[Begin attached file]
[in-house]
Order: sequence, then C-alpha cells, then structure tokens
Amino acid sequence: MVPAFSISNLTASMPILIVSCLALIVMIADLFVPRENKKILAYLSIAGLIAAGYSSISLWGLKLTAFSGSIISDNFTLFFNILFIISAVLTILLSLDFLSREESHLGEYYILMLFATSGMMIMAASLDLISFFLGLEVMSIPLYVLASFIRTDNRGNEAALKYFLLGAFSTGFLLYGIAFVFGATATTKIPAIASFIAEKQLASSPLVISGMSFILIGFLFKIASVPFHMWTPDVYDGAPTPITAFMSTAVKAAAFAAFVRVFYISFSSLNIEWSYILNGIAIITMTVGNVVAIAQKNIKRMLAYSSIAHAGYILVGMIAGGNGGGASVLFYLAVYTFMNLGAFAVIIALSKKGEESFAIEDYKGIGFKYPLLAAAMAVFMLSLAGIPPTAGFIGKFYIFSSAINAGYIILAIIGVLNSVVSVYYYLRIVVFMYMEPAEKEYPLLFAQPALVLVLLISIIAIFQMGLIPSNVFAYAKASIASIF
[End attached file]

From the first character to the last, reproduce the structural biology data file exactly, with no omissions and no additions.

[in-house]
Order: sequence, then C-alpha cells, then structure tokens
Amino acid sequence: MVPAFSISNLTASMPILIVSCLALIVMIADLFVPRENKKILAYLSIAGLIAAGYSSISLWGLKLTAFSGSIISDNFTLFFNILFIISAVLTILLSLDFLSREESHLGEYYILMLFATSGMMIMAASLDLISFFLGLEVMSIPLYVLASFIRTDNRGNEAALKYFLLGAFSTGFLLYGIAFVFGATATTKIPAIASFIAEKQLASSPLVISGMSFILIGFLFKIASVPFHMWTPDVYDGAPTPITAFMSTAVKAAAFAAFVRVFYISFSSLNIEWSYILNGIAIITMTVGNVVAIAQKNIKRMLAYSSIAHAGYILVGMIAGGNGGGASVLFYLAVYTFMNLGAFAVIIALSKKGEESFAIEDYKGIGFKYPLLAAAMAVFMLSLAGIPPTAGFIGKFYIFSSAINAGYIILAIIGVLNSVVSVYYYLRIVVFMYMEPAEKEYPLLFAQPALVLVLLISIIAIFQMGLIPSNVFAYAKASIASIF